Written by Bishop Richard J. SKlba, Herald of Hope Thursday, 26 July 2012 08:51
God calls every single individual creature into being, and pronounces it “good.” That goodness comes from the fact that the origin of everything is God, and its God-given purpose is to image God in some profound way and to serve others. As Catholics with our sacramental tradition we celebrate that goodness regularly.
To the degree, however, that any creature ignores the rest of the world’s needs and focuses only on itself, its individualism is “diseased.”
The symptoms of that illness are found in such attitudes as economic consumerism (we are what we own), moral relativism (all ideas are equally good for those who hold them) and militarism (we may have whatever we can take). Each, when distorted and taken to an extreme, is distressing. It is the extreme which I call “radical.” Together they can signal the collapse of a society. Historians paint ancient Rome in the same colors!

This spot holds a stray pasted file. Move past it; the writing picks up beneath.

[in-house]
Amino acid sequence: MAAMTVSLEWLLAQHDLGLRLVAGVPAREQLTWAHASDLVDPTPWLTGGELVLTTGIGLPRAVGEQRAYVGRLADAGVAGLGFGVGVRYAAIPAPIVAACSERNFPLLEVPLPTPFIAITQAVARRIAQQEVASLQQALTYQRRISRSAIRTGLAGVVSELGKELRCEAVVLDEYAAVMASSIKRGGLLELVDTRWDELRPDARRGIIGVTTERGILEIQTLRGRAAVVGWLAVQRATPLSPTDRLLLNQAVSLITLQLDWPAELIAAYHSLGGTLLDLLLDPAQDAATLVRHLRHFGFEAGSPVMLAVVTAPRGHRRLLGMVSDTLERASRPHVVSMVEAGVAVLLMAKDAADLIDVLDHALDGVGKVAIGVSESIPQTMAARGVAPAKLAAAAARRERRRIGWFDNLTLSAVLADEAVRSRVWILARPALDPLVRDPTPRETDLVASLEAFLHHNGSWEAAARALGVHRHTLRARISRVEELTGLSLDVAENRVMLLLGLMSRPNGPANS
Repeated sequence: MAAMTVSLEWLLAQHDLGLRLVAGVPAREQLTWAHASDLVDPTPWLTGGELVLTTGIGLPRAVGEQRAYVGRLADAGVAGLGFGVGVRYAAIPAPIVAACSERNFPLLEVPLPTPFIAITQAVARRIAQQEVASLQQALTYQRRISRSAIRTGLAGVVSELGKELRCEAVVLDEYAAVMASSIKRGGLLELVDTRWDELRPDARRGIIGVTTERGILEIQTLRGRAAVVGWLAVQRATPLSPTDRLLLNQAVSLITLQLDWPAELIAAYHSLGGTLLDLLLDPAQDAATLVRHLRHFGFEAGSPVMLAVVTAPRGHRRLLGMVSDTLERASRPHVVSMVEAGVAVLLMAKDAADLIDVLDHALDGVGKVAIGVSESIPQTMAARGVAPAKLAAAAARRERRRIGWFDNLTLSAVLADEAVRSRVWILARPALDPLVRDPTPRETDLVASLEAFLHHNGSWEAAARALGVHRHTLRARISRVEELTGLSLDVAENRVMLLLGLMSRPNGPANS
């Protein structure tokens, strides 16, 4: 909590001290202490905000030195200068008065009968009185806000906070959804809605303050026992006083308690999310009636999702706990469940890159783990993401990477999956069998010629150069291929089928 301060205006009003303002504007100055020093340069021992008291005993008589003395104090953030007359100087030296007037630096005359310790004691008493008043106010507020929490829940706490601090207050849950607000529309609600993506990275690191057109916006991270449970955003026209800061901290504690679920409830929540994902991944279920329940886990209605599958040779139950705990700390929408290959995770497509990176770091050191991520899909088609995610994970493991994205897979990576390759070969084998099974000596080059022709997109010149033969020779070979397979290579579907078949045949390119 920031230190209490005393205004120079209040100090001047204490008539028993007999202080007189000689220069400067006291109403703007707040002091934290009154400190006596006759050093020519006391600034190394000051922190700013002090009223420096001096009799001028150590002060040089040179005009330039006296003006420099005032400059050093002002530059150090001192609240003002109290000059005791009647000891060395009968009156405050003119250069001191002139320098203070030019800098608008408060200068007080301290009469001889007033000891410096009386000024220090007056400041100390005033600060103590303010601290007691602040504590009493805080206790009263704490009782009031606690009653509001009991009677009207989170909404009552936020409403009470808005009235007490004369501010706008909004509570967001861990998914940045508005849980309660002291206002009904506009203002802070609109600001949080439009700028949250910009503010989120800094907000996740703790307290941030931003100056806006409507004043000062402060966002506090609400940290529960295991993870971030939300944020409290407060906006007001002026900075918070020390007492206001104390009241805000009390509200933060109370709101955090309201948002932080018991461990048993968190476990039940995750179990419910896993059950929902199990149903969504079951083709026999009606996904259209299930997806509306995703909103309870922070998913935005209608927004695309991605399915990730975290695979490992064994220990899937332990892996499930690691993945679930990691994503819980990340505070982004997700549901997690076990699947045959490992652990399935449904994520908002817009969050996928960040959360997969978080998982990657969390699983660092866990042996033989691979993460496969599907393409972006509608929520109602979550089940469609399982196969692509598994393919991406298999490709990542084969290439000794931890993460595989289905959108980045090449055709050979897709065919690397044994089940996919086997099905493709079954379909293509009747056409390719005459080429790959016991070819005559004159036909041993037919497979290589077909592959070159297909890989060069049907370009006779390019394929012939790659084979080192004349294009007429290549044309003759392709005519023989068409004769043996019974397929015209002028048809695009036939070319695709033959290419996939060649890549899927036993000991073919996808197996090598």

I would suggest that these symptoms, troubling though they may be, are only indications of a deeper spiritual disease, which I prefer to label “radical individualism.” It is a malady which also merits the accusation of being profoundly anti-Christian as well. I might even venture to call it a modern western plague!
Allow me to list some of the disparate symptoms which, at least in my pastoral observation and personal judgment, seem to signal that sickness.
- The inability or unwillingness to live with any discomfort, and a corresponding urgency to find quick and easy medication for everything. Invitations to lose weight without diet or exercise or inconvenience find ready consumers. We live in a drug culture which embraces all ages and economic levels. We want a “no pain pill” for everything!